A federal appeals court in San Francisco upheld the suspension of President Trump’s controversial immigration order Thursday — a decision that provoked an apparently angry Trump to tweet: “SEE YOU IN COURT.”
The panel of three judges on the 9th U.S. Circuit Court of Appeals unanimously refused to reinstate the order after a federal judge had issued a halt to the order last week.
But the Justice Department said it is “reviewing the decision and considering its options.” Trump later tweeted: “SEE YOU IN COURT, THE SECURITY OF OUR NATION IS AT STAKE!”
He also told the White House press pool shortly after the ruling, “it’s a political decision and we’ll see them in court…it is a decision that we will win in my opinion very easily.
Asked how he learned about the decision, Trump replied, “we just saw it, just like you did.”
Trump issued the executive order, which placed a 90-day pause on immigrants from Iraq, Iran, Syria, Yemen, Libya, Somalia and Sudan, on Jan. 27, causing chaos and outrage at airports across the country. The order also imposed a 120-day pause on all refugees, and an indefinite pause on refugees from Syria.
The case was given to the appeals court after a Seattle federal judge last week ordered a halt to Trump’s order. Judge James Robart issued a temporary restraining order after Washington state and Minnesota both sued.
Attorneys from the Justice Department appealed Robart’s ruling, arguing that the president’s executive power gives him the authority to place restrictions on people coming into the country.
However, the court ruling disagreed with that argument:
“In short, although courts owe considerable deference to the President’s policy determinations with respect to immigration and national security, it is beyond question that the federal judiciary retains the authority to adjudicate constitutional challenges to executive action,” the court ruled.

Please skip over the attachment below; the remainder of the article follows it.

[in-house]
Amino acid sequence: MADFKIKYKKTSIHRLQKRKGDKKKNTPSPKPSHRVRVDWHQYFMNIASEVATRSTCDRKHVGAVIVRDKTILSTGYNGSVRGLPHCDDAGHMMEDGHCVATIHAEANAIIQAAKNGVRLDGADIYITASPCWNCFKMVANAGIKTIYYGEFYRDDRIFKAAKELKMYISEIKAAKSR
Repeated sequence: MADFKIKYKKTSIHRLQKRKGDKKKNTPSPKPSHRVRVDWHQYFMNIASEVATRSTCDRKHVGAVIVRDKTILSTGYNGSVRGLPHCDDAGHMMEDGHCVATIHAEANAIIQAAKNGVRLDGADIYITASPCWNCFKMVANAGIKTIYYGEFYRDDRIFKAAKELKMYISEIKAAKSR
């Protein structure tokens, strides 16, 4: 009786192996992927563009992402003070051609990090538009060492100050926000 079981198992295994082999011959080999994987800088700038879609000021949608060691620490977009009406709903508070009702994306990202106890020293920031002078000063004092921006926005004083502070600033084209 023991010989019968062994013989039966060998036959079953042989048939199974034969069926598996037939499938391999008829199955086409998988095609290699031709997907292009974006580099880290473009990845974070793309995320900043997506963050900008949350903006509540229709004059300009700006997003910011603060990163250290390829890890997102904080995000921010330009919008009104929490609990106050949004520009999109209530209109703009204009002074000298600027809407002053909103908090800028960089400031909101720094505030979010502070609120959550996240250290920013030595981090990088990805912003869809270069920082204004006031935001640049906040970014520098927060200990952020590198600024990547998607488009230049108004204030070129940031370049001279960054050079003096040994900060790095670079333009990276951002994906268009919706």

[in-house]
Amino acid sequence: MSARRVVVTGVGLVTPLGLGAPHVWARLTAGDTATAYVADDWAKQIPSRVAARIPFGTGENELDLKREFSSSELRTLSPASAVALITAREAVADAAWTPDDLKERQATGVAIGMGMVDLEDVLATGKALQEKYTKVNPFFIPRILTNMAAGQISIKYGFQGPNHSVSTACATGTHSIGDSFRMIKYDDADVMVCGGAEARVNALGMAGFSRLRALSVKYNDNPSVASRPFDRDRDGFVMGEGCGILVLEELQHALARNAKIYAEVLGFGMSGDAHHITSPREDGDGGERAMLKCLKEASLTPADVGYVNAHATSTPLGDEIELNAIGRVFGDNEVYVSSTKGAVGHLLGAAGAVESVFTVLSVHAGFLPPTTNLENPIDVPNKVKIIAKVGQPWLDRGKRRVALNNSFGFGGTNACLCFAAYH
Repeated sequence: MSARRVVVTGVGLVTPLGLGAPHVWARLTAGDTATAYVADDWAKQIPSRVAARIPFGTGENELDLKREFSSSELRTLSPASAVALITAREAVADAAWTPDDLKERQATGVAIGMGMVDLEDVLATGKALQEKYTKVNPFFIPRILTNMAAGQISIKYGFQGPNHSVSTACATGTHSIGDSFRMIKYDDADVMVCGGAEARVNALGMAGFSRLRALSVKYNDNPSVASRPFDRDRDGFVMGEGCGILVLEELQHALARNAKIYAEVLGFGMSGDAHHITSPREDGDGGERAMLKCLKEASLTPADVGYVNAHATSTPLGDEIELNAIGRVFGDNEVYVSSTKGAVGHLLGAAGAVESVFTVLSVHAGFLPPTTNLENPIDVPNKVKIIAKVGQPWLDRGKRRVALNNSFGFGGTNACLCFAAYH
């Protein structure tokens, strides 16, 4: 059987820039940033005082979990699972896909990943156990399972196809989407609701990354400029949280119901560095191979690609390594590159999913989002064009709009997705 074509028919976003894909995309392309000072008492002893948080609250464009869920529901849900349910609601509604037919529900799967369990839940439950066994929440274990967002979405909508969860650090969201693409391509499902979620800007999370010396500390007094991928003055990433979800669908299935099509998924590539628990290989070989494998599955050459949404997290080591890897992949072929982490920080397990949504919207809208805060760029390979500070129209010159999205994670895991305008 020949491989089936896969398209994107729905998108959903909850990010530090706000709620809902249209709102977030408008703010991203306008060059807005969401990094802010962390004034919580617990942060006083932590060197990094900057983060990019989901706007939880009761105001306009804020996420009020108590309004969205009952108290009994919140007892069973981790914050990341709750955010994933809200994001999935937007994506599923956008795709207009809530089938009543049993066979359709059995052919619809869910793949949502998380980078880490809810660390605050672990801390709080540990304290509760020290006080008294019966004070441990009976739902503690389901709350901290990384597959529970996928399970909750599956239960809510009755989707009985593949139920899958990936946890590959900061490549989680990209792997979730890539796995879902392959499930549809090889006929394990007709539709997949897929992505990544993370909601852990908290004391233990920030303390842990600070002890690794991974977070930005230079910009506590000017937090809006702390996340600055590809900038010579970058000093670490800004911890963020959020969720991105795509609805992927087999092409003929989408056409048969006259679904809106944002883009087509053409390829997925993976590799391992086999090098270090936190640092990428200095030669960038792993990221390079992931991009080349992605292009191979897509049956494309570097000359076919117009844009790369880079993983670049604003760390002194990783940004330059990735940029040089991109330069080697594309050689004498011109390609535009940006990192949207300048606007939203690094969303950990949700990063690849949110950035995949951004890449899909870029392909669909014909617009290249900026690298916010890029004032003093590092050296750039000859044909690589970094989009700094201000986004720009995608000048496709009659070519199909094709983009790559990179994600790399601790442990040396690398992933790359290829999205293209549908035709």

Supporters of Trump’s order argue it will help keep America safe from terrorists looking to infiltrate the United States from terror hotspots that often have inadequate vetting procedures. Opponents have argued it is unconstitutional and discriminatory – claiming that it is a “Muslim ban” and that it has harmed individuals and businesses.
The court ruled that the government has not presented “any evidence” of a sufficient national security threat from the seven countries in question.
“…[The] Government has not offered any evidence or even an explanation of how the national security concerns that justified those designations, which triggered visa requirements, can be extrapolated to justify an urgent need for the Executive Order to be immediately reinstated.
The Democratic National Committee called the ruling a “massive blow to the White House.
“Let’s be clear: This is a massive blow to the White House. The court upheld that we do not discriminate based on religion. That is what terrorists do, and what terrorists want us to do,” Interim DNC Chair Donna Brazile said in a statement.
The American Civil Liberties Union also praised the ruling.
“The government’s erratic and chaotic attempts to enforce this unconstitutional ban have taken a tremendous toll on innocent individuals, our country’s values, and our standing in the world,” Omar Jadwat, director of the ACLU’s Immigrants’ Rights Projects, said in a statement. “We will keep fighting this un-American executive order until it is permanently dismantled.”
Senate Minority Leader Chuck Schumer, D-NY, called on Trump to abandon the order entirely.
“President Trump ought to see the handwriting on the wall that his executive order is unconstitutional. He should abandon this proposal, roll up his sleeves and come up with a real, bipartisan plan to keep us safe,” he said.
It appears the case will next be reviewed by the Supreme Court, although Trump’s nominee for its vacant seat, Judge Neil Gorsuch, is unlikely to be in place by the time it would reach the court. It is also possible that if it goes to the high court, by that time the temporary restrictions would have expired.
The administration could also ask a larger panel of judges to hear the appeal, or accept the order and go back to the Seattle-based federal court and try and block the next legal step — whether to grant the states’ request for a preliminary injunction—which would put enforcement of the Executive Order on hold until all the appeals are exhausted.
During arguments before the court, Washington state Solicitor General Noah Purcell argued that Trump campaign statements about a Muslim ban showed discriminatory intent.
“There are statements that we’ve quoted in our complaint that are rather shocking evidence of intent to discriminate against Muslims, given that we haven’t even had any discovery yet to find out what else might have been said in private,” Purcell said.
Trump had been outspoken in his criticism of the case, calling Robart a “so-called judge” on Twitter, and on Wednesday warning that “if the U.S. does not win this case as it so obviously should, we can never have the security and safety to which we are entitled.”